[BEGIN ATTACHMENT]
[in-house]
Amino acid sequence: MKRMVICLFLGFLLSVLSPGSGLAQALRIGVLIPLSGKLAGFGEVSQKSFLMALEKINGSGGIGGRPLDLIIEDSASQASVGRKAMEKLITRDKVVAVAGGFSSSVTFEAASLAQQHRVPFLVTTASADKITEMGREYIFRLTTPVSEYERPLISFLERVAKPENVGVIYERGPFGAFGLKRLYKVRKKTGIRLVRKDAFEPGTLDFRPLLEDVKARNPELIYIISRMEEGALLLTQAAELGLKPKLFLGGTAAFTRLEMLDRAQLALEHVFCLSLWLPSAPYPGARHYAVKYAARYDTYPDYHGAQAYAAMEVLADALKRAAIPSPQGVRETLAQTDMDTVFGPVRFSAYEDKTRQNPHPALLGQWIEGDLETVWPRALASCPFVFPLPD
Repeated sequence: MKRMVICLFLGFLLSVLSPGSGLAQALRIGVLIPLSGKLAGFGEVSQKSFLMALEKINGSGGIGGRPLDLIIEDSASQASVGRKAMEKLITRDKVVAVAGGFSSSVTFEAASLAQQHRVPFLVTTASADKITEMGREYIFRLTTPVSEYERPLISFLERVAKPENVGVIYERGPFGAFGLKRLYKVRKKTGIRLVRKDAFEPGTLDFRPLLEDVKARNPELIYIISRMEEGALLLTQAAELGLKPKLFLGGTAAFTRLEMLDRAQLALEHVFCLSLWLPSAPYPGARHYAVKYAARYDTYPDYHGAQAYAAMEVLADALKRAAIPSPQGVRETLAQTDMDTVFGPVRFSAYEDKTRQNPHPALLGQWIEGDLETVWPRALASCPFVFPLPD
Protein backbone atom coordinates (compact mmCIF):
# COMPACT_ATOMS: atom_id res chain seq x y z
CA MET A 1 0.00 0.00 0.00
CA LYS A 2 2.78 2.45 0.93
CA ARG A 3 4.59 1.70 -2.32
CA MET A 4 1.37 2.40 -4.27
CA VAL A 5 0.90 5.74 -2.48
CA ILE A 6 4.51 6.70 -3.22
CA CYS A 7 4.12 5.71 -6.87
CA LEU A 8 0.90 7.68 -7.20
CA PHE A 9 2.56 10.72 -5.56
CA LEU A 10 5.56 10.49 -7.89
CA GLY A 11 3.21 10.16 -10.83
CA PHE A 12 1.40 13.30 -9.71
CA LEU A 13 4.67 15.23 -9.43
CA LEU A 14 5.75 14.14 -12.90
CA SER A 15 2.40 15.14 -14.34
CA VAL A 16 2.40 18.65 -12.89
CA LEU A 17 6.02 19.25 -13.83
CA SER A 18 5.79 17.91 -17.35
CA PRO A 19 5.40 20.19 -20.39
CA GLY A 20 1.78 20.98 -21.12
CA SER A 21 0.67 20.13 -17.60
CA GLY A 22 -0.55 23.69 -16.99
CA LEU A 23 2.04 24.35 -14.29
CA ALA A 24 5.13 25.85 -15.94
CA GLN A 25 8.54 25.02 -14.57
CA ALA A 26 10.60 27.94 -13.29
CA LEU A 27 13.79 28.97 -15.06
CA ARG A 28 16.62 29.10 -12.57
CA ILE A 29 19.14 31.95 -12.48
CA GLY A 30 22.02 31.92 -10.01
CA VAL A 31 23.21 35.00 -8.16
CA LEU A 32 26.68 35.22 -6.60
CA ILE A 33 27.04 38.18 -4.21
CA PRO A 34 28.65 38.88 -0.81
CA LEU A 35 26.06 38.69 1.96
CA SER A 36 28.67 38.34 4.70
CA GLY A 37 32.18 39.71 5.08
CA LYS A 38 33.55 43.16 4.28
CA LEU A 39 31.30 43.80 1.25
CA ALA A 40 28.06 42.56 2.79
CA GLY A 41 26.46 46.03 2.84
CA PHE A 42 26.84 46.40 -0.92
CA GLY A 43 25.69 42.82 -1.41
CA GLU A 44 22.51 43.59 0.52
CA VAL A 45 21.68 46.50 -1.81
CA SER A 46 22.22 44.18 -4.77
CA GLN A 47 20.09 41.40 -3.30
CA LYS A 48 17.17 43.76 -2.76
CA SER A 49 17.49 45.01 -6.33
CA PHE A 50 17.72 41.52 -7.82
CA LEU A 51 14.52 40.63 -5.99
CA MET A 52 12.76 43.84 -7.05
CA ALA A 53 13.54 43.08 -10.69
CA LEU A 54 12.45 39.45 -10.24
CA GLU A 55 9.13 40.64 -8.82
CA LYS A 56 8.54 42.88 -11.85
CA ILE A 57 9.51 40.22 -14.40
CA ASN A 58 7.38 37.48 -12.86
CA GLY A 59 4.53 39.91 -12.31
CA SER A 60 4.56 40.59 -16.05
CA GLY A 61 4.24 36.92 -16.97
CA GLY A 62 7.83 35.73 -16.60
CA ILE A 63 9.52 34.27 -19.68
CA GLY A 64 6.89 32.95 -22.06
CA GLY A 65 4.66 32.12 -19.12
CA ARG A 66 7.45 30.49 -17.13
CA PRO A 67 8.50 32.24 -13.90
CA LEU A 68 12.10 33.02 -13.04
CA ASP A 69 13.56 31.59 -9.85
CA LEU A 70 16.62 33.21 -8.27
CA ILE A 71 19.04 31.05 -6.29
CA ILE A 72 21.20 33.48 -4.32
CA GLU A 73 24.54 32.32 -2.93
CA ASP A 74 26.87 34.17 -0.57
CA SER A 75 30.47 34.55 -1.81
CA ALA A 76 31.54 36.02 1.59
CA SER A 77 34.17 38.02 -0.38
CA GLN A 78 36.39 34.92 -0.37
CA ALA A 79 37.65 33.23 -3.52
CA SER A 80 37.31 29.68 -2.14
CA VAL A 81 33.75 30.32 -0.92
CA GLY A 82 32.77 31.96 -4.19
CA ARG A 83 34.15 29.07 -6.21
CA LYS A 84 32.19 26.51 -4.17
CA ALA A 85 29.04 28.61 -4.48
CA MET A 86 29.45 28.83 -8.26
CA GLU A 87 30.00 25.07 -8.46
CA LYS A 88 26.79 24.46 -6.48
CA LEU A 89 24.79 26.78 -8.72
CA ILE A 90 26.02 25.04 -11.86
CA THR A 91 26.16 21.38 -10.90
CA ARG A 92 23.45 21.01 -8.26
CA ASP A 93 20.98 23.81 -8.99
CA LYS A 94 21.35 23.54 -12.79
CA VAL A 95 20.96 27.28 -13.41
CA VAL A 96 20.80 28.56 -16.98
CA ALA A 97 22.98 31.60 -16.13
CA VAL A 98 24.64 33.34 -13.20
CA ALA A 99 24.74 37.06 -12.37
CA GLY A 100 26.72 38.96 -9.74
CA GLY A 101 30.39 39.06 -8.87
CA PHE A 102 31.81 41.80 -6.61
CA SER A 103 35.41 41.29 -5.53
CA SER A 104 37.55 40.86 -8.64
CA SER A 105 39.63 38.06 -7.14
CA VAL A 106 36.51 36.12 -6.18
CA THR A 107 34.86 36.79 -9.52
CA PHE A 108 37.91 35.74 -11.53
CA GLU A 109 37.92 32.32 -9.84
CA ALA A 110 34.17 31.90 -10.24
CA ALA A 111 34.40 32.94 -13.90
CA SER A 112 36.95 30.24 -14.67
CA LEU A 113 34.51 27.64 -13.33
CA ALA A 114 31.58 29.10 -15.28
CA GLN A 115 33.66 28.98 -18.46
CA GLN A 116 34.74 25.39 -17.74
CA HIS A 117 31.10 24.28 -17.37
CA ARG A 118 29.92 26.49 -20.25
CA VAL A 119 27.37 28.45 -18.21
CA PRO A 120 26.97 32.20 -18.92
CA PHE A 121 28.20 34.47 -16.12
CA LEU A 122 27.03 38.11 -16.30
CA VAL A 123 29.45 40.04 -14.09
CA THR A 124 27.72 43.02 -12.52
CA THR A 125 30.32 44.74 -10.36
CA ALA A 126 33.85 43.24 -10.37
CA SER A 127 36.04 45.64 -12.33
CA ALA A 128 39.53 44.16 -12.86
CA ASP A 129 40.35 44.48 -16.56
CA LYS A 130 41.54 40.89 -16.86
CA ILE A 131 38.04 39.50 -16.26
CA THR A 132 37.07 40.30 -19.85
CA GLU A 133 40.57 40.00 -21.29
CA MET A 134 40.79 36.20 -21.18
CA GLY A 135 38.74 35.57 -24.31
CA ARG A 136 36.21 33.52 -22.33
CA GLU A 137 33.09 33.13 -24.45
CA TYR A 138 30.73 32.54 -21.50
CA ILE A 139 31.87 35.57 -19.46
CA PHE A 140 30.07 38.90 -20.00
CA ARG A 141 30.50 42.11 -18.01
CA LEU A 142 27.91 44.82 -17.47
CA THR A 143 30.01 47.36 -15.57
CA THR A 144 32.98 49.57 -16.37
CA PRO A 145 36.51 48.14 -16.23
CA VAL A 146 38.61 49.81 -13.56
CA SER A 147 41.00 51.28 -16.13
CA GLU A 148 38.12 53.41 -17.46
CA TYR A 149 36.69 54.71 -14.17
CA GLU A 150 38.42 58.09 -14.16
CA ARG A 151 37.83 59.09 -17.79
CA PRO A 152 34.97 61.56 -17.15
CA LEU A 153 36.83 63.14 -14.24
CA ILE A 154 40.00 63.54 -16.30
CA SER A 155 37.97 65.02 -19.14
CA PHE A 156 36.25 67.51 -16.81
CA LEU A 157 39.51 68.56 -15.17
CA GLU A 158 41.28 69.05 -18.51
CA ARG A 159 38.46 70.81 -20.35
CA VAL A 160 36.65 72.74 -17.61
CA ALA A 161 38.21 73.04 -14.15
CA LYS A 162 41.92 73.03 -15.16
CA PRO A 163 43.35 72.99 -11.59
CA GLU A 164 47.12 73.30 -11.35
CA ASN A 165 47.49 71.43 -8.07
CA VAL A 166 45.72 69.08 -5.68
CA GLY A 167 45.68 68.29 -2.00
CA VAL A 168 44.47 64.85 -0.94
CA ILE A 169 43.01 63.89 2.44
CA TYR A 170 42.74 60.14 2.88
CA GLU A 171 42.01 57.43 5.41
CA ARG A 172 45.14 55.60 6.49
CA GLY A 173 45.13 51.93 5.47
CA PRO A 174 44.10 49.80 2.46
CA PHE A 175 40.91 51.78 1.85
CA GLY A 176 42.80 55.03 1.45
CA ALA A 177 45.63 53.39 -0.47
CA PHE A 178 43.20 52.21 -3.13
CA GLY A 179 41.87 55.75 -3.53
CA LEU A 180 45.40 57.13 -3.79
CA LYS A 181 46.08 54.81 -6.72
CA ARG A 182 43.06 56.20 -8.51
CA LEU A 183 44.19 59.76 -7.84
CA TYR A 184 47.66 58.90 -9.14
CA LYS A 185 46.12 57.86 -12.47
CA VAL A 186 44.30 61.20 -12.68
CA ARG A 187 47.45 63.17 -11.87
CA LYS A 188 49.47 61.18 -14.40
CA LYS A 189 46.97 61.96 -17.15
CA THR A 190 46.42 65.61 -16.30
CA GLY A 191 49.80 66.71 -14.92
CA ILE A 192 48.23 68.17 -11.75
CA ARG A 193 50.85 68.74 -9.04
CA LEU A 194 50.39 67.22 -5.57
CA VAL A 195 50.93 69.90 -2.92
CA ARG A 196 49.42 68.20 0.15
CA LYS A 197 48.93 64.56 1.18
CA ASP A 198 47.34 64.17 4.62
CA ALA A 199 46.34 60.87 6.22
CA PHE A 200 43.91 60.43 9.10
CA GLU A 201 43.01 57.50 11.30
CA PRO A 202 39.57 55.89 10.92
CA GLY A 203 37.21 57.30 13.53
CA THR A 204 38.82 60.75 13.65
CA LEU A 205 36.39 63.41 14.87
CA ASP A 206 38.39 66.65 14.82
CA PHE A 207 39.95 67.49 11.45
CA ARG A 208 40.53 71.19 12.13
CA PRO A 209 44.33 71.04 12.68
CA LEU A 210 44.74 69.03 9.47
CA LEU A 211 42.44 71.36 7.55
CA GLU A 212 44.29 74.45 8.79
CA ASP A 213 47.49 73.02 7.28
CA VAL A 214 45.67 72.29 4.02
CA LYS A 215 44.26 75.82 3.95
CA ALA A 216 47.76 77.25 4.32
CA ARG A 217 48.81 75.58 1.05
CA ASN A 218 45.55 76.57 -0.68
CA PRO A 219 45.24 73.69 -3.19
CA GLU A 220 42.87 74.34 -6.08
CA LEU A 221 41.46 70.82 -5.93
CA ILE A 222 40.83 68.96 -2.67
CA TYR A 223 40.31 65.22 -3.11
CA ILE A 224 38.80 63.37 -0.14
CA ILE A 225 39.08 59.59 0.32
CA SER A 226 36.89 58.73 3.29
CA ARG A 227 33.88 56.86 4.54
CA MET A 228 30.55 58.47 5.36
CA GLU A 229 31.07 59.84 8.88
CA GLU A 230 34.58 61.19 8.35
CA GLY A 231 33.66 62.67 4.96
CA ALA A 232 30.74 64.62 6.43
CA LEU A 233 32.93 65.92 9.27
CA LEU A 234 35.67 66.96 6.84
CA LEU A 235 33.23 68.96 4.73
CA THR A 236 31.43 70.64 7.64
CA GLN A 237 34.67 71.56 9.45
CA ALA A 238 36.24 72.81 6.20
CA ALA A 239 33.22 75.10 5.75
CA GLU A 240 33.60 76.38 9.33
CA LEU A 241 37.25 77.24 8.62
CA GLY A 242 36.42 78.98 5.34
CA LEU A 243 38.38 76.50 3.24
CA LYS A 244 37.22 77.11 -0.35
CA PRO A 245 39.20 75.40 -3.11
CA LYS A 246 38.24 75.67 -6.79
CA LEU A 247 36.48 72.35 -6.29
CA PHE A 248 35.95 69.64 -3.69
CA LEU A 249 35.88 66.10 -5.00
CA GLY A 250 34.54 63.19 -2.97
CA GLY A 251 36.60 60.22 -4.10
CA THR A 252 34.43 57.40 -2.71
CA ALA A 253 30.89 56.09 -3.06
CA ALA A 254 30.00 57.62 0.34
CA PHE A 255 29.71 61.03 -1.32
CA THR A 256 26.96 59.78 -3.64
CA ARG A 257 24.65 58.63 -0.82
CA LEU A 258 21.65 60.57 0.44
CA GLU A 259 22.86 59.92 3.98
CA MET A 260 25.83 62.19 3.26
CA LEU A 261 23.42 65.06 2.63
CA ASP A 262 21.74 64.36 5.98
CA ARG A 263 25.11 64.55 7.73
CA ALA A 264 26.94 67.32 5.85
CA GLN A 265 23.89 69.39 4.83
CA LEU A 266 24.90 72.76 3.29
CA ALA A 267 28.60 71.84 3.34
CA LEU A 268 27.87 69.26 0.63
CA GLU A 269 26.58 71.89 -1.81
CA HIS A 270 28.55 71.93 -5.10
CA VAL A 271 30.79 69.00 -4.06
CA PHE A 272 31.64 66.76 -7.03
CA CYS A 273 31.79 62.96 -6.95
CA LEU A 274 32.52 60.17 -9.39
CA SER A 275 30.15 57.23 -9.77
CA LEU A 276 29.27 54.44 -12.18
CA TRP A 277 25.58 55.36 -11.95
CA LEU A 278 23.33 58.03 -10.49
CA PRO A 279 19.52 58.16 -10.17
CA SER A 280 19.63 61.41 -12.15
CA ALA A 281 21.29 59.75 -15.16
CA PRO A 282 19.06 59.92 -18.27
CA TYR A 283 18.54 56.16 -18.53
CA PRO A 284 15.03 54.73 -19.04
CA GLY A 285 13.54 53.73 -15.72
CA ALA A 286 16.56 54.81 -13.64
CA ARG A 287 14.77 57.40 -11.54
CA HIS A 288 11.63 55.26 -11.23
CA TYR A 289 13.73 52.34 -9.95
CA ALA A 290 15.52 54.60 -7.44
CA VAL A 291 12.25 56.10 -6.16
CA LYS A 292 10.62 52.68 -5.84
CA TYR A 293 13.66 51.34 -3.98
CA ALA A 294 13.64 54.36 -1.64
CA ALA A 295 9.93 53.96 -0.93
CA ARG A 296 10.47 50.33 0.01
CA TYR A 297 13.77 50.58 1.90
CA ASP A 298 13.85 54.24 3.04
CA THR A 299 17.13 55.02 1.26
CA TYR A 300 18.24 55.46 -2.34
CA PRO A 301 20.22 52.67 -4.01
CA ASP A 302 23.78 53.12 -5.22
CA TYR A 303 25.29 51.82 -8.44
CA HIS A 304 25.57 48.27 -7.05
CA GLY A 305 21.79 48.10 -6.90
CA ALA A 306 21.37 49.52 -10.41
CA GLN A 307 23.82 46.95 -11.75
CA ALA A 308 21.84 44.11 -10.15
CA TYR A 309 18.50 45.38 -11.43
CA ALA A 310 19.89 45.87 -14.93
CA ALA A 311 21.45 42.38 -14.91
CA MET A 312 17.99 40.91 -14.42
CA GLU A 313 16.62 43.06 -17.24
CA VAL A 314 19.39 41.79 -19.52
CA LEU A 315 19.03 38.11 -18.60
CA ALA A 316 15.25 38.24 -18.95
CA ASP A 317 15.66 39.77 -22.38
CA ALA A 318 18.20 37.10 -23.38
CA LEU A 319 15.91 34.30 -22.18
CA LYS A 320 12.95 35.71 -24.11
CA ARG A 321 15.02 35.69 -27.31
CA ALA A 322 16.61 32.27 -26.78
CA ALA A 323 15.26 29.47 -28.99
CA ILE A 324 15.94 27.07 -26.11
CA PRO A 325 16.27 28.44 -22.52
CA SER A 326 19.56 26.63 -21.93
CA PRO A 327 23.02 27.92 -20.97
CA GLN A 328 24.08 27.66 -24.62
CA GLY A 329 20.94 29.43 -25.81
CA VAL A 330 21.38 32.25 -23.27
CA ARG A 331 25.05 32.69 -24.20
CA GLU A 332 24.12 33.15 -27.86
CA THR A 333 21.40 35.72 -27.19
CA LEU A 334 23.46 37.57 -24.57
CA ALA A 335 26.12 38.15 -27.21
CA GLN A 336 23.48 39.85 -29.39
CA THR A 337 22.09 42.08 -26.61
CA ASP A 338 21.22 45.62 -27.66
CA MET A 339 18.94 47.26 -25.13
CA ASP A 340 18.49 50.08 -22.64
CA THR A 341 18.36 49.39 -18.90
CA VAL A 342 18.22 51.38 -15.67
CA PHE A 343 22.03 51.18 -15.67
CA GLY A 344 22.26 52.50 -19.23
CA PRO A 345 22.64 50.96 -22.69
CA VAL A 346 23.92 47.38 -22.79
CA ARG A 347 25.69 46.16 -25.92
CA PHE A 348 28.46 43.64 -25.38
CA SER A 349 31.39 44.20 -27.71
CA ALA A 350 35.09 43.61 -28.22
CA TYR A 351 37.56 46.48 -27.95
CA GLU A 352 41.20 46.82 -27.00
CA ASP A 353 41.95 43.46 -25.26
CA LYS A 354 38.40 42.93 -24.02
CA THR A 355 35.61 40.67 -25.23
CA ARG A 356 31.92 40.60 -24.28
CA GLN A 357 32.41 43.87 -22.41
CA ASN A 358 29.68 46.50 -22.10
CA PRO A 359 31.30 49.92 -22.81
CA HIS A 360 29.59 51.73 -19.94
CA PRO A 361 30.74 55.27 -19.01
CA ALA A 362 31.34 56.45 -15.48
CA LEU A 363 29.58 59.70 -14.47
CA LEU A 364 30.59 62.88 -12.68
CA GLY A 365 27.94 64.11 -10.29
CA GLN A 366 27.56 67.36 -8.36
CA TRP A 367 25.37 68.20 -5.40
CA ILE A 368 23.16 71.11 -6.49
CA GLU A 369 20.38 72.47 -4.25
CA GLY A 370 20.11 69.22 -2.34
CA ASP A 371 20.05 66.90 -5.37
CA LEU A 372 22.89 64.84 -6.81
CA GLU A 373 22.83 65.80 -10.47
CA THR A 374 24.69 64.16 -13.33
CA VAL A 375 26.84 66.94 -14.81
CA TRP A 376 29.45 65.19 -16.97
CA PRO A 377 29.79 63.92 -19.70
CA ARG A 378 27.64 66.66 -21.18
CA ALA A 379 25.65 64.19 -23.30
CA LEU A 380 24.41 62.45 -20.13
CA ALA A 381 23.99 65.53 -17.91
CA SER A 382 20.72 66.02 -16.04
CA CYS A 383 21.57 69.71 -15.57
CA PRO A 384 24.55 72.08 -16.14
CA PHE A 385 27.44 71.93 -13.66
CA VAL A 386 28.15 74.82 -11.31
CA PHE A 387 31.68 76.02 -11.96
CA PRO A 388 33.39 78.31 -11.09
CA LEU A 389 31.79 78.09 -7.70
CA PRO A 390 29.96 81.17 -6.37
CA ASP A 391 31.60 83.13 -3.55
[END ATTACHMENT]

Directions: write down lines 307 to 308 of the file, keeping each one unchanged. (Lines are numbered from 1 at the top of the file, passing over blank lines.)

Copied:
CA ASP A 302 23.78 53.12 -5.22
CA TYR A 303 25.29 51.82 -8.44